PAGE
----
CBO Population Projection Off-Mark Regarding Illegals
By Joe Guzzardi
In January, the Congressional Budget Office (CBO) released its projection for U.S. population growth from 2023 until 2053. CBO anticipates a huge hike from today’s 336 million U.S. residents to 373 million three-decades out, a 37-million-person surge.
Over the next decade, immigration will represent about three-quarters of the overall population increase, and the greater number of births than deaths will account for the remaining one-quarter. After 2033, population growth will be increasingly driven by net immigration, which beginning in 2042 will account for all population growth.
CBO released its report without fanfare, perhaps because it included, buried deep on page five, this sentence: “Net immigration of foreign-born people without legal status” (my emphasis) – a wokeism meaning illegal aliens – into the U.S. is projected to average 220,000 a year over the next decade, a remarkable 175 percent bump from the 80,000 average the CBO had forecast a mere six months ago.
Although the CBO identifies as objective, critics question how its analysis could arrive at the modest 220,000 annual illegal alien projection, a completely detached conclusion from the Southwest border reality. In December 2022 alone, the Department of Homeland Security announced that CBP had more than 300,000 migrant encounters. And since President Joe Biden’s 2021 inauguration, an estimated 5.5 million migrants from at least 160 nations have unlawfully crossed into the U.S.
The administration’s goal is to grant parole, and the work authorization that parole status includes, to as many illegal immigrants as possible. The consequences for citizens seeking entry-level employment, especially minorities and the working poor, will be devastating. Using even the low CBO estimate of 220,000 illegal immigrants annually means a significantly expanded labor pool. When using the year-to-date total since Biden’s inauguration of 5.5 million arrivals, more than the combined populations of Chicago and Houston, and the aggregate available workers, mainly unskilled or low-skilled, the labor market bloats dramatically.
The inarguable labor supply and demand fact applies. And because the nation will have an in-take of millions of aliens instead of hundreds of thousands that occurred with previous administrations, the newly arrived illegal immigrants will compete for employment not only with U.S. workers, but also with each other – a dream come true for profit-driven corporate America.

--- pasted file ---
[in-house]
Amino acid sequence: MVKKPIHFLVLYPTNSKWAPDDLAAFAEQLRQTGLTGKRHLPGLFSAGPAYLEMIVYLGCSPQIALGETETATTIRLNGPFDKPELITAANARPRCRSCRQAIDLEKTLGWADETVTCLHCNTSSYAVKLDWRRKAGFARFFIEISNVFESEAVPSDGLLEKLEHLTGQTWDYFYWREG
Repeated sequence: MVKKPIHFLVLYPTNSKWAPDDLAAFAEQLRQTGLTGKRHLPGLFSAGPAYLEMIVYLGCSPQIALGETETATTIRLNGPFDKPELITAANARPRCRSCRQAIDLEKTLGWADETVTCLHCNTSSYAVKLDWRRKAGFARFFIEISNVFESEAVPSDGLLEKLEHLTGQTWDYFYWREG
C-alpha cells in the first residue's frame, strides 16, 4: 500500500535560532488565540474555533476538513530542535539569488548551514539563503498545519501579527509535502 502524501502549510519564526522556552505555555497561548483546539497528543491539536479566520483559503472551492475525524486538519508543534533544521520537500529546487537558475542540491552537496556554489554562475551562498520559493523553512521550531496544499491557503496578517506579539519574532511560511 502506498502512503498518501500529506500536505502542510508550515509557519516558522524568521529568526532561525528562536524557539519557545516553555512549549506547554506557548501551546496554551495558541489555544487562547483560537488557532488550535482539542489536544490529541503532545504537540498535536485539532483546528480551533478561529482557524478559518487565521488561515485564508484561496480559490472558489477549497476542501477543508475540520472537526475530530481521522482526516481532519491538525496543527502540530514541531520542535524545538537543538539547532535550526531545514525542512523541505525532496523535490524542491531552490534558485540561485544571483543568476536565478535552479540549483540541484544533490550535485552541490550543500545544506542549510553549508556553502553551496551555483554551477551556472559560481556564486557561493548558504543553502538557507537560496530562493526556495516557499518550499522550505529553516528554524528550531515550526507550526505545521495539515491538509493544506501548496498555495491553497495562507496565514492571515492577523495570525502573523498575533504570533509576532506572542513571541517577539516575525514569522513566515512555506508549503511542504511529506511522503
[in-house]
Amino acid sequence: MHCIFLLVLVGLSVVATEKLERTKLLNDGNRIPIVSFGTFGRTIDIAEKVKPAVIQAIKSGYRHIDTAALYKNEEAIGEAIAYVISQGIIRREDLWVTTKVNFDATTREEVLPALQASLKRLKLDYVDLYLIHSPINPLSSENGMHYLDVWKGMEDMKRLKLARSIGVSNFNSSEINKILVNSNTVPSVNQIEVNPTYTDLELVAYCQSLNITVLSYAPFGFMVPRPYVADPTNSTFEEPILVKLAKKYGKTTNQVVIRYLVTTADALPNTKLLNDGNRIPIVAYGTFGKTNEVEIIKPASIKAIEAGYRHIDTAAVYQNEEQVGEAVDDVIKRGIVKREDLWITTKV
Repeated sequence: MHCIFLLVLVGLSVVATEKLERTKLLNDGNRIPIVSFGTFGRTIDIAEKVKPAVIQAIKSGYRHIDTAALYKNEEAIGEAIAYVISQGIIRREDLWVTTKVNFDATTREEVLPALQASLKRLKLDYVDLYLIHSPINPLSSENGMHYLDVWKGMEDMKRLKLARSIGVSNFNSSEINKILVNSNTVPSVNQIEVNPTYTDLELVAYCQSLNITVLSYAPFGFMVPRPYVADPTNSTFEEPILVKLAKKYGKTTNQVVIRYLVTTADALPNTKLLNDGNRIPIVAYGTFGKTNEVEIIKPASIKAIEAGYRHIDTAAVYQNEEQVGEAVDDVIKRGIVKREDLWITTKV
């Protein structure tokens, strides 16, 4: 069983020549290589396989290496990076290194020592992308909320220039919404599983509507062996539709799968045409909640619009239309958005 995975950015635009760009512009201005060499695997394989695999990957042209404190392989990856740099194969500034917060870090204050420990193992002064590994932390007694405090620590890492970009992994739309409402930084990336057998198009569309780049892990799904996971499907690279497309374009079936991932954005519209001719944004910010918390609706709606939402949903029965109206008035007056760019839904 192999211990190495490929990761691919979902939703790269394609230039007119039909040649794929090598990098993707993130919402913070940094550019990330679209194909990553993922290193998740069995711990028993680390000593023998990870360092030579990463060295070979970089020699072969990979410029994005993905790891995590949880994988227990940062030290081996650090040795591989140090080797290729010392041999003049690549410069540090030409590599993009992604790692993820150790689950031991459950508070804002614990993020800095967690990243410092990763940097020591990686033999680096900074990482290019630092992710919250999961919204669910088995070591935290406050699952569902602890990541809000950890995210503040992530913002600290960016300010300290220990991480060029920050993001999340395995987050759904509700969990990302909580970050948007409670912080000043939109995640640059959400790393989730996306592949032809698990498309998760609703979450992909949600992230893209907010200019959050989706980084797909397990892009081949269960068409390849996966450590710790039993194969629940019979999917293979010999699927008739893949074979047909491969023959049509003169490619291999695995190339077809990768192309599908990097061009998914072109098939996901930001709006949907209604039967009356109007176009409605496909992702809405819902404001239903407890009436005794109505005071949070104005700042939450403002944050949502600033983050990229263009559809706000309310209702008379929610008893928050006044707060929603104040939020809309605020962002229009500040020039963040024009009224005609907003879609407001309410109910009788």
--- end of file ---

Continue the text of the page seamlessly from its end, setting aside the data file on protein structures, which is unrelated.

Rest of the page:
The supply and demand truism exists at all economic levels. In New York City’s subway system, next to the arriving/departing train platforms, Ecuadorians and Hondurans are, without a mandatory city general vendor’s license, selling M&Ms and Skittles for $2. But one level above, a vendor who’s done everything correctly, including paying his licensing fee, loses life-sustaining revenue, pays less in city and state taxes, and may eventually go out of business. Everyone loses including the migrants who sell candy in New York’s dangerous underground.
Annual illegal immigration totals are twice those of legal immigration. In 2021 and 2022, and referring back to the 5.5 illegal entrants, about 1.25 illegal immigrants on average crossed each year contrasted to about 1 million legal immigrants.
U.S. workers deserve a break. Not only does the federal government issue more than 1 million annual permanent residency green cards that include lifetime valid work permission, the State Department approves another 1 million guest worker visas, some without numerical ceiling, and without risk that the government might intervene to assure that employers comply with the regulations.
Employers have a bottomless supply of foreign-born workers to hire. Evidence: At the end of 2022, 29.6 million legal and illegal immigrants were employed, 1.9 million more than during the pre-pandemic years. Meanwhile, the Labor Force Participation rate for Americans continues to decline. As long as Biden continues his reckless and wanton policy of welcoming the world, then workers’ best friend – a tight labor market – won’t exist
Joe Guzzardi is a nationally syndicated newspaper columnist who writes about immigration and related social issues. Joe joined The Project for Immigration Reform in 2018 as an analyst after a ten-year career directing media relations for Californians for Population Stabilization, where he also was a Senior Writing Fellow. A native Californian, Joe now lives in Pennsylvania. Contact him at firstname.lastname@example.org.